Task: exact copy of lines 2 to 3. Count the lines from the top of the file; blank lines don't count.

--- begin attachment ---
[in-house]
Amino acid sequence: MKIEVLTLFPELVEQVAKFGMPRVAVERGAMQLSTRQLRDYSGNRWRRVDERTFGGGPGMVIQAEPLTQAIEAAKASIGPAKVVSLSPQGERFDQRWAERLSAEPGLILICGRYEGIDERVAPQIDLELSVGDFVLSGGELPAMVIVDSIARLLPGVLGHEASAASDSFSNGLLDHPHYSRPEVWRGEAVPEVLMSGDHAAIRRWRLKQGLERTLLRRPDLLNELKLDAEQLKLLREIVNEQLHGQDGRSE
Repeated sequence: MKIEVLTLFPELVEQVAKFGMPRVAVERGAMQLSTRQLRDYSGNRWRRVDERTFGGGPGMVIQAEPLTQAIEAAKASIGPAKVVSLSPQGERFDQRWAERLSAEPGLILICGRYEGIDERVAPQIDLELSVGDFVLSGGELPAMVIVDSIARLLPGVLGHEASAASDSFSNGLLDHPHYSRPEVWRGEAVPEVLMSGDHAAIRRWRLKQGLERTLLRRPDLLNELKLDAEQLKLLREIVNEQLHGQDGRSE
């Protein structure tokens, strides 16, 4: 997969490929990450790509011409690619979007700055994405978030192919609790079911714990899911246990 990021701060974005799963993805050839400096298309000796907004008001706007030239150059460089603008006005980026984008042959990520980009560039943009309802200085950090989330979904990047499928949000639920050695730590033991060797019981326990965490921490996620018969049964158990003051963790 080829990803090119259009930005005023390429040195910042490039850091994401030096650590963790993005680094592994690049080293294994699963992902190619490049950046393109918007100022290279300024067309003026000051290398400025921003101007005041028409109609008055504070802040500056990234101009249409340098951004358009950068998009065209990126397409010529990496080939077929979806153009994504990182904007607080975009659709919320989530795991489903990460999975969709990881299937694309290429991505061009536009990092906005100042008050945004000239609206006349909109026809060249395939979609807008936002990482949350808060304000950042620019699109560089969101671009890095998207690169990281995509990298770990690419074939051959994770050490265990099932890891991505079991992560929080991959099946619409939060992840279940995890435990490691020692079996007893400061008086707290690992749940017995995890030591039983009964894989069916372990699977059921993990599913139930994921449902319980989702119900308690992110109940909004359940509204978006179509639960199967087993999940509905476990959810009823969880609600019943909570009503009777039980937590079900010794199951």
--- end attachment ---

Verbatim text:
Amino acid sequence: MKIEVLTLFPELVEQVAKFGMPRVAVERGAMQLSTRQLRDYSGNRWRRVDERTFGGGPGMVIQAEPLTQAIEAAKASIGPAKVVSLSPQGERFDQRWAERLSAEPGLILICGRYEGIDERVAPQIDLELSVGDFVLSGGELPAMVIVDSIARLLPGVLGHEASAASDSFSNGLLDHPHYSRPEVWRGEAVPEVLMSGDHAAIRRWRLKQGLERTLLRRPDLLNELKLDAEQLKLLREIVNEQLHGQDGRSE
Repeated sequence: MKIEVLTLFPELVEQVAKFGMPRVAVERGAMQLSTRQLRDYSGNRWRRVDERTFGGGPGMVIQAEPLTQAIEAAKASIGPAKVVSLSPQGERFDQRWAERLSAEPGLILICGRYEGIDERVAPQIDLELSVGDFVLSGGELPAMVIVDSIARLLPGVLGHEASAASDSFSNGLLDHPHYSRPEVWRGEAVPEVLMSGDHAAIRRWRLKQGLERTLLRRPDLLNELKLDAEQLKLLREIVNEQLHGQDGRSE